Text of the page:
Laws dealing with consumer finance and debt collection can be an ever changing landscape. Lawmakers spend a great deal of time trying to strike a balance between protecting citizens and helping businesses stay profitable. Last Summer, Governor Greg Abbott signed HB 996, which is an amendment to Chapter 392 of the Texas Finance Code. This bill, which went into effect on September 1, 2019, made significant changes to how collectors deal with old debts. Here are some details about what this bill means for your business and how we’re complying with these changes.
In Texas, creditors have four years from the last payment to take action against the debtor to collect the debt. After this time, the consumer is no longer legally obligated to pay the debt. Creditors and collectors could still work to collect these debts, but they couldn’t take legal action such as filing a lawsuit. Even though these debts are considered “dead”, The Fair Credit Reporting Act allows them to still appear on credit reports for seven years after the last payment is made. Until now, the law has allowed creditors and collectors to still collect on these dead debts without informing consumers that they are no longer legally obligated to pay. If the consumer acknowledges that the debt is theirs or makes a payment of any amount, the statute of limitations starts over and the creditor has another 4 years to collect.
This new bill made many changes to how creditors can interact with consumers who owe debts that have surpassed the statute of limitations. Collectors can no longer sue or tell a consumer that they plan to sue them for the outstanding debt. Any paperwork we send to the consumer regarding the debt must include a disclaimer that informs the consumer that the statute of limitations has passed and they are not legally required to pay the debt. Any acknowledgment of the debt by the consumer, including payment, no longer restarts the clock on the debt. Perhaps most importantly, the creditor must notify consumers in writing at the beginning of their communication that the debt is legally dead.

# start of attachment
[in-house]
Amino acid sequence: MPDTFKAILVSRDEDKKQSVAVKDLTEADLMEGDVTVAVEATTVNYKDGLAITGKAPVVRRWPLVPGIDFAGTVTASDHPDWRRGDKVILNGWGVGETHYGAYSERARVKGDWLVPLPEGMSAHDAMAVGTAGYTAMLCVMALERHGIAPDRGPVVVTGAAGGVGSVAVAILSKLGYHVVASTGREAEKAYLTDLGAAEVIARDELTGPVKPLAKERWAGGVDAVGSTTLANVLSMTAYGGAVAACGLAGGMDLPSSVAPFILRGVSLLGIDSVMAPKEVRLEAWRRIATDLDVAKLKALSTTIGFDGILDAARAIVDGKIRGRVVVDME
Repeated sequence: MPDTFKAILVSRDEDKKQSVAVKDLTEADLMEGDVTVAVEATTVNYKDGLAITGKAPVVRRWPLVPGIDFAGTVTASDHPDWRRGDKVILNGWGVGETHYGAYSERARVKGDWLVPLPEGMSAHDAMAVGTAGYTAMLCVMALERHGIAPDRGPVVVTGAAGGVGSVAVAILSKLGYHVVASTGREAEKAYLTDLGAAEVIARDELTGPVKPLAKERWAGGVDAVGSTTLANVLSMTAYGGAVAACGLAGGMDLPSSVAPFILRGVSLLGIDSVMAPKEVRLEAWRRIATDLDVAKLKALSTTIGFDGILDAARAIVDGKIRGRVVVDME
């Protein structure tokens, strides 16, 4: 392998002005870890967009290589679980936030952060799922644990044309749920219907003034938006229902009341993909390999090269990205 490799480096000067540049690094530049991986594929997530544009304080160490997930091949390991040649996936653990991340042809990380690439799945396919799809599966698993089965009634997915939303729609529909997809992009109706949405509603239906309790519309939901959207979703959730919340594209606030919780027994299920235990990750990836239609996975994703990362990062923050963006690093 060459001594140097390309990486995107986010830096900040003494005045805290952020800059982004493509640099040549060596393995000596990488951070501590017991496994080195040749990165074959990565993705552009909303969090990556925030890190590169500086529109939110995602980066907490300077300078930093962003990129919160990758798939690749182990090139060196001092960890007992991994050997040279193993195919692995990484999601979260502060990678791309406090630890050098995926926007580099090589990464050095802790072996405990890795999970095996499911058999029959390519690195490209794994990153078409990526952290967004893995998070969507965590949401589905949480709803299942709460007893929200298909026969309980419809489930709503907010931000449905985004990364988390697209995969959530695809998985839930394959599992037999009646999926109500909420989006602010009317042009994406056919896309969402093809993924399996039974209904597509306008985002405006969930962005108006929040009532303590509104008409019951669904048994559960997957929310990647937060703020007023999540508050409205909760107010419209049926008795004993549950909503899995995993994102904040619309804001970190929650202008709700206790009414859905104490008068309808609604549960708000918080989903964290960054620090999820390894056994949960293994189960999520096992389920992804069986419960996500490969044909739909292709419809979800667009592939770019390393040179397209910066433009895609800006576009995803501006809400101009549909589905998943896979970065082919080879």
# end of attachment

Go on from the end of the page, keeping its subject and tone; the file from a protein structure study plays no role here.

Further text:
Many business owners are understandably concerned about how HB 996 affects their ability to collect outstanding debt. This is one more good reason that businesses should not wait to assign their outstanding debts to a qualified debt collector. HB 996 shows us that laws can change quickly, and sometimes the “someday” you were waiting for to get around to those old debts can disappear in a few short months. Additionally, the law does not state that creditors can’t collect on dead debts. It only states that we must keep consumers properly informed of their rights. While they may not legally owe the debt any longer, they still received goods and/or services they did not pay for. At Southwest Recovery, we have always relied on building good rapport with debtors and appealing to their sense of doing what’s right. We can still let them know that paying their debt is the right thing to do.
If you have old outstanding debt that you need help collecting, we can help. We can look at the condition of all of your outstanding debts and find the best solution to get you paid as soon as possible. Since we are a contingency collection agency, there is no risk to you. We don’t get paid unless you do. We work hard for your business, and there is no risk for you. Give us a call today to get started!
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